Oct. 5 Toronto, ON Air Canada Centre On Sale Mar. 9
Oct. 8 St. Paul, MN Xcel Energy Center On Sale Mar. 16
Oct. 11 Edmonton, AB Rexall Place On Sale Mar. 9
Oct. 14 Vancouver, BC Rogers Arena On Sale Mar. 9
Oct. 17 Portland, OR MODA Center On Sale Mar. 23
Oct. 19 San Jose, CA SAP Center at San Jose On Sale Mar. 9
Oct. 22 Glendale, AZ Gila River Arena On Sale Mar. 23
Oct. 24 Las Vegas, NV MGM Grand Garden Arena On Sale Mar. 16
Oct. 27 Los Angeles, CA Forum On Sale Mar. 16
EUROPE / UK:
Nov. 4 Koln, Germany Lanxess Arena On Sale Mar. 16
Nov. 7 Prague, CZ O2 Arena On Sale Mar. 16
Nov. 10 Berlin,Germany O2 World On Sale Mar. 16
Nov. 14 Stockholm, Sweden Tele 2 Arena On Sale Mar. 16
Nov.17 Herning, Denmark Jyske Bank Boxen On Sale Mar. 9
Nov. 21 Turin, Italy Pala Alpitour On Sale Mar. 16
Nov. 24 Barcelona, Spain Palau Sant Jordi On Sale Mar. 16
Nov. 28 Antwerp, Belgium Sportpaleis On Sale Mar. 9
Dec. 1 London, UK O2 Arena On Sale Mar. 16
Dec. 5 Amsterdam, Holland Ziggo Dome On Sale Mar. 9
Dec. 9 Paris, France Bercy On Sale Mar. 9
Dec. 14 Manchester, UK Manchester Arena On Sale Mar. 16
Dec. 16 Birmingham, UK Barclaycard Arena On Sale Mar. 16
Dec. 20 Glasgow, Scotland The SSE Hydro On Sale Mar. 16
It's the same world where pigs fly and figure skaters crowd the deepest recesses of hell.
Yet, somehow, that's the world occupying significant parts of Madonna's revelatory new album, "Rebel Heart."
More credibly than any previous work, Madonna's latest pulls back the curtain on her life, letting us see her hurt and yearning.
It also finds her licking her wounds over a breakup with a far less powerful boy toy — presumably the decades-her-junior dancer Brahim Zaibat, who she saw for three years, ending in 2013.
Maddy has said that she chose the album's title to express two sides of her character: the defiant warrior and the aching lover.
While a decent portion of harder, bitchier odes do turn up, the album as a whole presents the softest, most sincere portrait of the star we've ever had. In the process, "Rebel Heart" coheres, offering a swift rebuke to whoever prematurely dribbled out its tracks in a dizzying variety of leaks.
It also marks a clear move away from Madonna's last two works — "Hard Candy" and "MDNA." Both soared on energetic pop, creating two of the most enjoyable, catchiest albums of her career. "Rebel Heart" goes for something more substantial and — dare I say? — mature.
Along the way, the long, 19-song album offers its share of groaners, missteps and songs more indebted to trendy production than solid craft. But its best moments boast some of the most finely structured pop melodies of Madonna's 32-year career.
The slam-dunk opener, "Living for Love," stands with her great gospel-soul songs of the past: " Like a Prayer" and "Express Yourself." Of the ballads, " Ghosttown" rates with her best: "Live to Tell" and " Crazy for You."
The way the producers recorded Madonna both bolsters the melodies and lends her depth. They've honeyed her voice: Madonna hasn't sounded this rich since the sumptuous "Evita" soundtrack. In "Ghosttown," her deep tone has some of the autumnal ache of Karen Carpenter.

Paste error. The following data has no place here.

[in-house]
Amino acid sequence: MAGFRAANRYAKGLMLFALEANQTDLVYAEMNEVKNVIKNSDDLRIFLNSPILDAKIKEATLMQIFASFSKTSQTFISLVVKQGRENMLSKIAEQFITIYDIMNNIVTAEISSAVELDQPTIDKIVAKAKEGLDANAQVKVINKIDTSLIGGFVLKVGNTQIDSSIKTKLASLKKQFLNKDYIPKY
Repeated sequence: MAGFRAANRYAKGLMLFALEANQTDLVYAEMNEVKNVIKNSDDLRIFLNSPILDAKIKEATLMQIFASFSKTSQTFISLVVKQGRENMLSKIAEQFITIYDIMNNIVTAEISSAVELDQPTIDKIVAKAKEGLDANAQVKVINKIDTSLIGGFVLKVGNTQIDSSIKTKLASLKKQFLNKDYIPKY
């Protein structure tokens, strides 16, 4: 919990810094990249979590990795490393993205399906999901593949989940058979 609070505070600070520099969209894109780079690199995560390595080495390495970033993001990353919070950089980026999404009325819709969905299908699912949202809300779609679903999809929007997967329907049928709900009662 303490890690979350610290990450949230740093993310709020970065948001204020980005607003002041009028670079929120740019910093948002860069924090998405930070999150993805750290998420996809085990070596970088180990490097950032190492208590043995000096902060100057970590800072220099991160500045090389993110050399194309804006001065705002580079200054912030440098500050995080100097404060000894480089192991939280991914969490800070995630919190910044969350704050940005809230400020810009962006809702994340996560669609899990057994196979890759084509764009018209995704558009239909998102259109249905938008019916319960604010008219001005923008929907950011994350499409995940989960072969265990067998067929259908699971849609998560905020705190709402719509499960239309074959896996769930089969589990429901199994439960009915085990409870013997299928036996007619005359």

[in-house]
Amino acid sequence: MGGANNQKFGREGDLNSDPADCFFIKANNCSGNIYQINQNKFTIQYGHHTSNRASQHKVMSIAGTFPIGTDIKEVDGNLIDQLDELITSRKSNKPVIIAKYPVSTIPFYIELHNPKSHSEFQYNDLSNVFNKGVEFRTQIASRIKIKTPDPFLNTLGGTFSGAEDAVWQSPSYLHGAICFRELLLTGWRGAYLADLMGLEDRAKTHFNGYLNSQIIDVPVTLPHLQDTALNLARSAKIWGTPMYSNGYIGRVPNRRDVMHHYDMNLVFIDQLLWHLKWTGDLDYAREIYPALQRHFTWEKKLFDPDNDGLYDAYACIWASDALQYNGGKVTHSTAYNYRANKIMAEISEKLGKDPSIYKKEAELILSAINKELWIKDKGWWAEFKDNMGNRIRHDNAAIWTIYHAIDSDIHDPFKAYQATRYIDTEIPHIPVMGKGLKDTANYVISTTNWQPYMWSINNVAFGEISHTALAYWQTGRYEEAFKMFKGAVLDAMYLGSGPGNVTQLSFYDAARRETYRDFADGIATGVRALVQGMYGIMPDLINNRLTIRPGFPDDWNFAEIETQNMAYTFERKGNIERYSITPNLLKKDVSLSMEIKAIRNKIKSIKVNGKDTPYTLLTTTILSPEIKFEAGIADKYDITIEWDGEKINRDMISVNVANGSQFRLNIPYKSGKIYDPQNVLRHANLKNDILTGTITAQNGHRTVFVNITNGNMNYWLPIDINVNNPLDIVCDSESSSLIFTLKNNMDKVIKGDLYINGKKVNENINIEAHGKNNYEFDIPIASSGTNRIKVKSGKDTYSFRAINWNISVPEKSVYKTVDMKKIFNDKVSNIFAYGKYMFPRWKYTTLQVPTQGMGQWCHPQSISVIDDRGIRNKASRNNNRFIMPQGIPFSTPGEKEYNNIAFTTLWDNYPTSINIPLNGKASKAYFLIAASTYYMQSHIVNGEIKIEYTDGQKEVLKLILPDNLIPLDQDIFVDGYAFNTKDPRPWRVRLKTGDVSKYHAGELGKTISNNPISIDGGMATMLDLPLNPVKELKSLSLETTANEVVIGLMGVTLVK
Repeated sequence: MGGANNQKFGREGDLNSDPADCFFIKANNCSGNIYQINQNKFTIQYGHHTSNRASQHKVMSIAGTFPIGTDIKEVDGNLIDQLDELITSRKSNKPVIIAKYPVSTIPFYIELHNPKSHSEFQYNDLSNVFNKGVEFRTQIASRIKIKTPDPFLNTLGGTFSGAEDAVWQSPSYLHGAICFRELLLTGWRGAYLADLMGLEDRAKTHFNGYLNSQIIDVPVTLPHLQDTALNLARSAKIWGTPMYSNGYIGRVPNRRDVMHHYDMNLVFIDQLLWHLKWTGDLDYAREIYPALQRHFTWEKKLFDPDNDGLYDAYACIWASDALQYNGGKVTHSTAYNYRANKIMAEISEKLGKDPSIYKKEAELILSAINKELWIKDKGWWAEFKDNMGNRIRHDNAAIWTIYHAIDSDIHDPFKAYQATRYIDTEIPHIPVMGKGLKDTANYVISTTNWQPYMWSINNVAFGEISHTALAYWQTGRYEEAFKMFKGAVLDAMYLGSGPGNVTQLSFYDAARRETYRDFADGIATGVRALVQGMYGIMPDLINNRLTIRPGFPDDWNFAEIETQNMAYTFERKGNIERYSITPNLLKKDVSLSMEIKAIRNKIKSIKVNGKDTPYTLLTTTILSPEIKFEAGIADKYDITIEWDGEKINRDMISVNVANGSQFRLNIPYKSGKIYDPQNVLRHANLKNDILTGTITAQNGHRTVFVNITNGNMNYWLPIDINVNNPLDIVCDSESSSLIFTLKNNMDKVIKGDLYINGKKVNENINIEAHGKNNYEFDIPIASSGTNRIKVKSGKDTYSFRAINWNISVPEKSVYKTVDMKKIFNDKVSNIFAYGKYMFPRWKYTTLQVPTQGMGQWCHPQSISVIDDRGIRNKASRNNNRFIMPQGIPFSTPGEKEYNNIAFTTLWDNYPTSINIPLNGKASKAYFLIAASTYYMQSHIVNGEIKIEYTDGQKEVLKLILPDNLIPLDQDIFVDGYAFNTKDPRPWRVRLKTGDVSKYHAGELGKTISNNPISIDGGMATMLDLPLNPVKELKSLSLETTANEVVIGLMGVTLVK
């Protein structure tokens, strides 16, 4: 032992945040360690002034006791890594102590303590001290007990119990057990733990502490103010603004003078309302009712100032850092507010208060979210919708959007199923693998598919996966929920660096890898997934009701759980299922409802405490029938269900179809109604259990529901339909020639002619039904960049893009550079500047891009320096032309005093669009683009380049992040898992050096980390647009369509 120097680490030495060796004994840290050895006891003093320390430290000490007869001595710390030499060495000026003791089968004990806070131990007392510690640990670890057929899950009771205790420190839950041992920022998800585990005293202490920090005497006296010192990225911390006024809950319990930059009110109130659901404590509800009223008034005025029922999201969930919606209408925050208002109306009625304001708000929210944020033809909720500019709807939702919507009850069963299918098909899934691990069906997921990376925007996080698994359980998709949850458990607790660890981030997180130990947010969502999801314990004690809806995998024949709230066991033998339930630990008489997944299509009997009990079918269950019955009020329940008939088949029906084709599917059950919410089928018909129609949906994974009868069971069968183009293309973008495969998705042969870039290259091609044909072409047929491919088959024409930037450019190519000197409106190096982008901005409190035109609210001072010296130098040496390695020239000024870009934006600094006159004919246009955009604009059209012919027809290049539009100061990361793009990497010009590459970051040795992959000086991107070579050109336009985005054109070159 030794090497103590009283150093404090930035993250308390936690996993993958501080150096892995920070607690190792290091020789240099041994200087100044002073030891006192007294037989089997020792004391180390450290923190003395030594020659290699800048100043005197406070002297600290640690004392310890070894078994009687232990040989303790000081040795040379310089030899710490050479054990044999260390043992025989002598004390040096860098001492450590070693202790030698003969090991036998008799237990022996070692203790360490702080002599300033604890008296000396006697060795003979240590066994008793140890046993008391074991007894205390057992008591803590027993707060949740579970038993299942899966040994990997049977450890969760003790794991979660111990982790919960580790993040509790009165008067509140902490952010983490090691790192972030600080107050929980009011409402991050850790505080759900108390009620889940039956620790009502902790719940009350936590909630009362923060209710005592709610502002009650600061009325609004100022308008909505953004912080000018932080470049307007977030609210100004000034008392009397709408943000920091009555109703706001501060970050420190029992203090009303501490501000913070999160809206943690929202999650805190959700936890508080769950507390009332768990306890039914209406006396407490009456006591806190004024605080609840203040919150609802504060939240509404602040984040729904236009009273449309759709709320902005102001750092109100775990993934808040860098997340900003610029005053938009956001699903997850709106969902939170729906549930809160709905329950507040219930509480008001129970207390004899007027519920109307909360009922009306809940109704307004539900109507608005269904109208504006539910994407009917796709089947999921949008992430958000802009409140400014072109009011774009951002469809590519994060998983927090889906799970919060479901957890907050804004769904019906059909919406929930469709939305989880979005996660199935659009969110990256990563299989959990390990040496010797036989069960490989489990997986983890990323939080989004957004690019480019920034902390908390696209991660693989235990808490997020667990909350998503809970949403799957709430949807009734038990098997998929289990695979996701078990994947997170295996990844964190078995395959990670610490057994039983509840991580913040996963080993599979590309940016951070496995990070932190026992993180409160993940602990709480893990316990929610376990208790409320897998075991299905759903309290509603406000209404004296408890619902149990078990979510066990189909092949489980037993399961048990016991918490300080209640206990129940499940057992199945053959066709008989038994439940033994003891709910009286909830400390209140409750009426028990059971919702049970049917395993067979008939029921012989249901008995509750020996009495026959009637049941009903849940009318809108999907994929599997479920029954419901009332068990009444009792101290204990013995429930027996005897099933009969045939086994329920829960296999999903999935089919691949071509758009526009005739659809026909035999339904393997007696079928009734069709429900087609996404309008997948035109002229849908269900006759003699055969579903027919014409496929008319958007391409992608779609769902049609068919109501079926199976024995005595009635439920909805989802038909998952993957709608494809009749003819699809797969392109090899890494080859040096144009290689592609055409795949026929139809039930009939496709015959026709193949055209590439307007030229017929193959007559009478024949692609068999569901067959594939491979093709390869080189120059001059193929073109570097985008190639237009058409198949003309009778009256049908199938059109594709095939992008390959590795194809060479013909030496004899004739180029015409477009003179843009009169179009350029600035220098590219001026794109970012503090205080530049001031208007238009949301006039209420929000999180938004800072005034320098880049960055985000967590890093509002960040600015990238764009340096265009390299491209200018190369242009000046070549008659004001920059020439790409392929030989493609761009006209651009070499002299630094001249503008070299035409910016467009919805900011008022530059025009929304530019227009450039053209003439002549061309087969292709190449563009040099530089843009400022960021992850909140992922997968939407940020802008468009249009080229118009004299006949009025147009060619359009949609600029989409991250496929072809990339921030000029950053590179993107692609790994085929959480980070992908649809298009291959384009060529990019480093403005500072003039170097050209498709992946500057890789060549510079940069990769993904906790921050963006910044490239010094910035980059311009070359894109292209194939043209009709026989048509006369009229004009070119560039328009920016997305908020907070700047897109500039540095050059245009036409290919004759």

All this isn't to say Madonna doesn't chirp, sneer and bray in places. In "Holy Water," she's in late-period Joan Crawford mode, putting down all comers with an unseemly pride. Then, in "Bitch I'm Madonna," she nicks a slogan from someone far beneath her, referencing Ms. Spears' old "It's Britney, Bitch" line.
Madonna's harder side finds a focus in "Unapologetic Bitch," where she plays a spurned sugar mama. She revels in banishing an entitled young stud back to his impoverished past, a mirror, most likely, of the breakup with Zaibat.
The music in "Living for Love" implicitly references the past, but in other passages Madonna invokes it directly. The lyrics to "Veni Vidi Vici" offer a virtual career retrospective. The title track brings an even broader life assessment — looking back at her attempts to fit in as a youth, as well as her years of acting out with provocative gestures for their own sake. Never before has Madonna copped to the latter motivation in a song. In the end, she accepts the consequences, and embraces the bravery, of her character fully enough to create her own answer to "My Way."
The beauty of the song's melody helps ease its self-involvement. As a lyricist, Madonna has always had trouble making her personal songs universal.
On the other hand, her persona has such cultural resonance at this point, it has become part of all pop fans. Her name is a metaphor for strength and endurance. That makes her potent enough to admit where she's weak in "Joan Of Arc." Here, she says that each critique drives her to private tears. In "Wash All Over Me," she ponders either running from, or accepting the end of, her career.
It's hard to imagine Madonna expressing things like this before, let alone making them ring true. That's "Rebel Heart's" peak feature: It presents a 56-year-old woman who, in the best possible sense, sounds her age.
While the official tour announcement is less than 24 hours away, the first details about Madonna's upcoming world tour are coming in through different sources.
Madonna will supposedly open her tour on August 29th. The tour will run until February 2016, and will first go to North America, then to Europe, and possibly to Australia too.
The arena tour will have a stop at Paris Bercy on December 9th, and at the Sportpaleis in Antwerp, Belgium on November 28th.↑ Back to top of page